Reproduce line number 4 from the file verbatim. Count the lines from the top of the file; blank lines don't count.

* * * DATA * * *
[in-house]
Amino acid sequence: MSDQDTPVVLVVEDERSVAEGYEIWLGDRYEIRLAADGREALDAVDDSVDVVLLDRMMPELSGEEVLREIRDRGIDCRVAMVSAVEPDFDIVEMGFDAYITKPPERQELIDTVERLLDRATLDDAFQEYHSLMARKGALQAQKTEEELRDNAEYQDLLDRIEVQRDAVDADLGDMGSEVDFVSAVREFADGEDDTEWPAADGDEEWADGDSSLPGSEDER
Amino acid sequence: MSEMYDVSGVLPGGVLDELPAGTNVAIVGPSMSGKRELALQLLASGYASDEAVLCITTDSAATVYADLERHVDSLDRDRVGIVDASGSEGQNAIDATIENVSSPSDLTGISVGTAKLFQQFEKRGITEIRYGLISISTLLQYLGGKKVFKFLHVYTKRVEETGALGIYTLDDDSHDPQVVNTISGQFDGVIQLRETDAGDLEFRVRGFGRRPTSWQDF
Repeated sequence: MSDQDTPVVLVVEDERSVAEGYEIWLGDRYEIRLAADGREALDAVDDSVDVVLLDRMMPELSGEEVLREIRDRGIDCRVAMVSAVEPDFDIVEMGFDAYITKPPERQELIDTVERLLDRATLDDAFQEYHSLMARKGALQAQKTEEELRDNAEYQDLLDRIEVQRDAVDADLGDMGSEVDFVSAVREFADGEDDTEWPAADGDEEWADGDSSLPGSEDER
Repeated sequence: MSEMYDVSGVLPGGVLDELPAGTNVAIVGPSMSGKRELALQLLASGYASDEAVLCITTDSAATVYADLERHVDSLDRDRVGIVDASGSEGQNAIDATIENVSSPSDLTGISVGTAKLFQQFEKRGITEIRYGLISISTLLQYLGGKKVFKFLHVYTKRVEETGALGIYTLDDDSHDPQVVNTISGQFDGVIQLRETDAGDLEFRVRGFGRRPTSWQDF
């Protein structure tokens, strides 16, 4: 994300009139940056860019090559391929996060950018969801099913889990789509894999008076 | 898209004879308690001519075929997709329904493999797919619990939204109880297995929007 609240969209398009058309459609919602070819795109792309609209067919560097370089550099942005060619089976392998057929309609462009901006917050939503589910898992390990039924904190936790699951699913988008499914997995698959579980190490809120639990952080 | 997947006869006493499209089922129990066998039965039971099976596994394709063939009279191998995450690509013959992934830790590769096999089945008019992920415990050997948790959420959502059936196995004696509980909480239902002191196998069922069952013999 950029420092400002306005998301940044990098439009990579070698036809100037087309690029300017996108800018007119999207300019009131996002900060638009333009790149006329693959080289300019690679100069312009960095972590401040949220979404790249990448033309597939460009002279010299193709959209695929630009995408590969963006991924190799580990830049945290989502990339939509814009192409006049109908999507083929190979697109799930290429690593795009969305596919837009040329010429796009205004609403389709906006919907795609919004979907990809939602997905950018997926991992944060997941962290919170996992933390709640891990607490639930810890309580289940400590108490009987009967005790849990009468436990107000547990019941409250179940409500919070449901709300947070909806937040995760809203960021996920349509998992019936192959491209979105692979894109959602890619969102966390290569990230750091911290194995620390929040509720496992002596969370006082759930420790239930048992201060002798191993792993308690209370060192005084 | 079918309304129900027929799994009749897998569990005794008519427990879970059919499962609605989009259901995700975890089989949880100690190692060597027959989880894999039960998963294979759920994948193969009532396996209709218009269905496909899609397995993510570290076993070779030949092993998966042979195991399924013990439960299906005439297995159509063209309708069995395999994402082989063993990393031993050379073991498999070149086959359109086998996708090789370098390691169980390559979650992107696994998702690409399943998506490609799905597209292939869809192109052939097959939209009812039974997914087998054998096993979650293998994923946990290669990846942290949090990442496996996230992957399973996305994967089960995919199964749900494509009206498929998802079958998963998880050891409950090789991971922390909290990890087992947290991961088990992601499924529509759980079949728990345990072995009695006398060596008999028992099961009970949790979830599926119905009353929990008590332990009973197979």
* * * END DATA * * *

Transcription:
Repeated sequence: MSDQDTPVVLVVEDERSVAEGYEIWLGDRYEIRLAADGREALDAVDDSVDVVLLDRMMPELSGEEVLREIRDRGIDCRVAMVSAVEPDFDIVEMGFDAYITKPPERQELIDTVERLLDRATLDDAFQEYHSLMARKGALQAQKTEEELRDNAEYQDLLDRIEVQRDAVDADLGDMGSEVDFVSAVREFADGEDDTEWPAADGDEEWADGDSSLPGSEDER